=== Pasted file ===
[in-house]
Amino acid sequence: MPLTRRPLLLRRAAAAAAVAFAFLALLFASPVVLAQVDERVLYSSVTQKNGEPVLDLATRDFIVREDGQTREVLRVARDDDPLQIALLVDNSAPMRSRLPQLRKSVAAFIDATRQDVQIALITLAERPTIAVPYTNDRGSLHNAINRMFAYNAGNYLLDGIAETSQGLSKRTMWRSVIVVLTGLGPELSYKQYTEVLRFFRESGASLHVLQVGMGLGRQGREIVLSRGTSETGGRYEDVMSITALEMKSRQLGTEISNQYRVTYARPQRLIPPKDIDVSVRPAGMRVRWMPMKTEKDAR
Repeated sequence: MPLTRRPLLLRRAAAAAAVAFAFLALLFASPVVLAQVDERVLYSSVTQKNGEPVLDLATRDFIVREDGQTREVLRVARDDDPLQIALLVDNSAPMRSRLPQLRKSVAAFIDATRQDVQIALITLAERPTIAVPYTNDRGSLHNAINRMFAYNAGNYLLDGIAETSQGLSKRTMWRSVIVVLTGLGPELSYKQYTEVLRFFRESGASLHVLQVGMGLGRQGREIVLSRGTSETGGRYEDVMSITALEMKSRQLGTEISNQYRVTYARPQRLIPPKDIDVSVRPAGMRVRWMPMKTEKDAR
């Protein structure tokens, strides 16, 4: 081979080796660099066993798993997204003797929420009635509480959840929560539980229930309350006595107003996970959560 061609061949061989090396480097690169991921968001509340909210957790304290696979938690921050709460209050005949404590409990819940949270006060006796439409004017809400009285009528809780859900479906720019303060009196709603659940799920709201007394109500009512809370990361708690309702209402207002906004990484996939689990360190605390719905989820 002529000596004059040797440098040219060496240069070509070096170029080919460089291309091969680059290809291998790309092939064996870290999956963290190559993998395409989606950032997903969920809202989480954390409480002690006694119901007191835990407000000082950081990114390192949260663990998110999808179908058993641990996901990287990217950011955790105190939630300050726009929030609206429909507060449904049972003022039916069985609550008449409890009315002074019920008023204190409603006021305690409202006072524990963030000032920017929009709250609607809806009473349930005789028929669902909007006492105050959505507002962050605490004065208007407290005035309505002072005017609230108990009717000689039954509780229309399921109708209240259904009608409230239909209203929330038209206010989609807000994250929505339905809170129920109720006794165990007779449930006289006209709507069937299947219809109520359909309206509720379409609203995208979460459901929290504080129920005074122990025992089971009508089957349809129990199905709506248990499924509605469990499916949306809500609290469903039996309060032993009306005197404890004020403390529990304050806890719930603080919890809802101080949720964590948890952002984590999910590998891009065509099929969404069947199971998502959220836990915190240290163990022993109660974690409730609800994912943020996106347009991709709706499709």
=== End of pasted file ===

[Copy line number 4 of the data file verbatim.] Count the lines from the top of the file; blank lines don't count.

């Protein structure tokens, strides 16, 4: 081979080796660099066993798993997204003797929420009635509480959840929560539980229930309350006595107003996970959560 061609061949061989090396480097690169991921968001509340909210957790304290696979938690921050709460209050005949404590409990819940949270006060006796439409004017809400009285009528809780859900479906720019303060009196709603659940799920709201007394109500009512809370990361708690309702209402207002906004990484996939689990360190605390719905989820 002529000596004059040797440098040219060496240069070509070096170029080919460089291309091969680059290809291998790309092939064996870290999956963290190559993998395409989606950032997903969920809202989480954390409480002690006694119901007191835990407000000082950081990114390192949260663990998110999808179908058993641990996901990287990217950011955790105190939630300050726009929030609206429909507060449904049972003022039916069985609550008449409890009315002074019920008023204190409603006021305690409202006072524990963030000032920017929009709250609607809806009473349930005789028929669902909007006492105050959505507002962050605490004065208007407290005035309505002072005017609230108990009717000689039954509780229309399921109708209240259904009608409230239909209203929330038209206010989609807000994250929505339905809170129920109720006794165990007779449930006289006209709507069937299947219809109520359909309206509720379409609203995208979460459901929290504080129920005074122990025992089971009508089957349809129990199905709506248990499924509605469990499916949306809500609290469903039996309060032993009306005197404890004020403390529990304050806890719930603080919890809802101080949720964590948890952002984590999910590998891009065509099929969404069947199971998502959220836990915190240290163990022993109660974690409730609800994912943020996106347009991709709706499709």